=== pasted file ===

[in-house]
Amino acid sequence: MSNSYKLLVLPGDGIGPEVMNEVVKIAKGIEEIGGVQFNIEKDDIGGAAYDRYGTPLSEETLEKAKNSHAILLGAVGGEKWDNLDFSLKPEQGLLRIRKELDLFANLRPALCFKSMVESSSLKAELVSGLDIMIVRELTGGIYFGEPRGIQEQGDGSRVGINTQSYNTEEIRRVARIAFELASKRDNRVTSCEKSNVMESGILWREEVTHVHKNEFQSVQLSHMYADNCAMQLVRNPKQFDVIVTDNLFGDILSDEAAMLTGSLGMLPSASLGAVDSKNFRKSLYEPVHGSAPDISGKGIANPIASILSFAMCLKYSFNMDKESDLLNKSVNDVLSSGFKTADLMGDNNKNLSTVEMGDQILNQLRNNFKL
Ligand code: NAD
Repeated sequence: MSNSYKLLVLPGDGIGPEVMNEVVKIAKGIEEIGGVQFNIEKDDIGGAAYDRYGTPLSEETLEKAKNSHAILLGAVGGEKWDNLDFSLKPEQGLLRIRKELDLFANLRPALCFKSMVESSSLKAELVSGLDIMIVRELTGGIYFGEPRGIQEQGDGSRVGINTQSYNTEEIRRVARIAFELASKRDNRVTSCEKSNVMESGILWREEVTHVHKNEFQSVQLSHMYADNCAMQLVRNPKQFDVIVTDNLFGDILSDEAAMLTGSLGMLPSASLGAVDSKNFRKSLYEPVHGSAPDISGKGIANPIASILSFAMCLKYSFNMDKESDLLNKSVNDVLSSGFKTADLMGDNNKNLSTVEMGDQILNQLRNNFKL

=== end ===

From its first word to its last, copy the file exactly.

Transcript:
[in-house]
Amino acid sequence: MSNSYKLLVLPGDGIGPEVMNEVVKIAKGIEEIGGVQFNIEKDDIGGAAYDRYGTPLSEETLEKAKNSHAILLGAVGGEKWDNLDFSLKPEQGLLRIRKELDLFANLRPALCFKSMVESSSLKAELVSGLDIMIVRELTGGIYFGEPRGIQEQGDGSRVGINTQSYNTEEIRRVARIAFELASKRDNRVTSCEKSNVMESGILWREEVTHVHKNEFQSVQLSHMYADNCAMQLVRNPKQFDVIVTDNLFGDILSDEAAMLTGSLGMLPSASLGAVDSKNFRKSLYEPVHGSAPDISGKGIANPIASILSFAMCLKYSFNMDKESDLLNKSVNDVLSSGFKTADLMGDNNKNLSTVEMGDQILNQLRNNFKL
Ligand code: NAD
Repeated sequence: MSNSYKLLVLPGDGIGPEVMNEVVKIAKGIEEIGGVQFNIEKDDIGGAAYDRYGTPLSEETLEKAKNSHAILLGAVGGEKWDNLDFSLKPEQGLLRIRKELDLFANLRPALCFKSMVESSSLKAELVSGLDIMIVRELTGGIYFGEPRGIQEQGDGSRVGINTQSYNTEEIRRVARIAFELASKRDNRVTSCEKSNVMESGILWREEVTHVHKNEFQSVQLSHMYADNCAMQLVRNPKQFDVIVTDNLFGDILSDEAAMLTGSLGMLPSASLGAVDSKNFRKSLYEPVHGSAPDISGKGIANPIASILSFAMCLKYSFNMDKESDLLNKSVNDVLSSGFKTADLMGDNNKNLSTVEMGDQILNQLRNNFKL